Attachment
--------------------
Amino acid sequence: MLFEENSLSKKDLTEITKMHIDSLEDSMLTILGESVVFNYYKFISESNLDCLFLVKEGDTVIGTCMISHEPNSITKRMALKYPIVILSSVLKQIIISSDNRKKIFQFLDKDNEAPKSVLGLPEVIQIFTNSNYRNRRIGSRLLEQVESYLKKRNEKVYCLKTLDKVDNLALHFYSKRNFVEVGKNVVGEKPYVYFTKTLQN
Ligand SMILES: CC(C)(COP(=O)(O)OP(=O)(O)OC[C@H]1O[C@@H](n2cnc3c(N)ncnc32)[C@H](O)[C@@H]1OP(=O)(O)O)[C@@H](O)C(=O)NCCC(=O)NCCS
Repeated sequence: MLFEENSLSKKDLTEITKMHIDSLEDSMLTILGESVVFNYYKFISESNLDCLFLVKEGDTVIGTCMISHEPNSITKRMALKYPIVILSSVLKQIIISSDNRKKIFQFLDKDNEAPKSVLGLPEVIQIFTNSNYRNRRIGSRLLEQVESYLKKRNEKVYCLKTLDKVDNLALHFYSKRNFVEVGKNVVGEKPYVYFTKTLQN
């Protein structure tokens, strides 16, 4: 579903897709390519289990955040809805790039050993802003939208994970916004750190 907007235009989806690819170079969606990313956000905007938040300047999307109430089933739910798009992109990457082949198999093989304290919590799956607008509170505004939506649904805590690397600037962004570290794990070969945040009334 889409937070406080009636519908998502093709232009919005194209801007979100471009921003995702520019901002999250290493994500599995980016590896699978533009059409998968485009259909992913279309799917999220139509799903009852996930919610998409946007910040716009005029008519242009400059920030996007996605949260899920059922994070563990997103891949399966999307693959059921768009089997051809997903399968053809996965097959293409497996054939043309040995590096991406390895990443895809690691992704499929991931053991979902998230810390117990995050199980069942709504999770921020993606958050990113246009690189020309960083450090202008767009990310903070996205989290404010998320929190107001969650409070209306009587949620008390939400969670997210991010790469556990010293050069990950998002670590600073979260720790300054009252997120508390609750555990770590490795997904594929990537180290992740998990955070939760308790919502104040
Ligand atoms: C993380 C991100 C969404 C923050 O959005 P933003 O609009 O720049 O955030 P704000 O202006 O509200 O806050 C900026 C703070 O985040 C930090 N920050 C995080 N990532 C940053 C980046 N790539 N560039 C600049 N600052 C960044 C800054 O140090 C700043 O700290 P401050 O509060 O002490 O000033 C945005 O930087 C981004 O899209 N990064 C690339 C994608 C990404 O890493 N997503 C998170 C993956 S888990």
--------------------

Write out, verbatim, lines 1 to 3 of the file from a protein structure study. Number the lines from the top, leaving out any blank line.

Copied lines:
Amino acid sequence: MLFEENSLSKKDLTEITKMHIDSLEDSMLTILGESVVFNYYKFISESNLDCLFLVKEGDTVIGTCMISHEPNSITKRMALKYPIVILSSVLKQIIISSDNRKKIFQFLDKDNEAPKSVLGLPEVIQIFTNSNYRNRRIGSRLLEQVESYLKKRNEKVYCLKTLDKVDNLALHFYSKRNFVEVGKNVVGEKPYVYFTKTLQN
Ligand SMILES: CC(C)(COP(=O)(O)OP(=O)(O)OC[C@H]1O[C@@H](n2cnc3c(N)ncnc32)[C@H](O)[C@@H]1OP(=O)(O)O)[C@@H](O)C(=O)NCCC(=O)NCCS
Repeated sequence: MLFEENSLSKKDLTEITKMHIDSLEDSMLTILGESVVFNYYKFISESNLDCLFLVKEGDTVIGTCMISHEPNSITKRMALKYPIVILSSVLKQIIISSDNRKKIFQFLDKDNEAPKSVLGLPEVIQIFTNSNYRNRRIGSRLLEQVESYLKKRNEKVYCLKTLDKVDNLALHFYSKRNFVEVGKNVVGEKPYVYFTKTLQN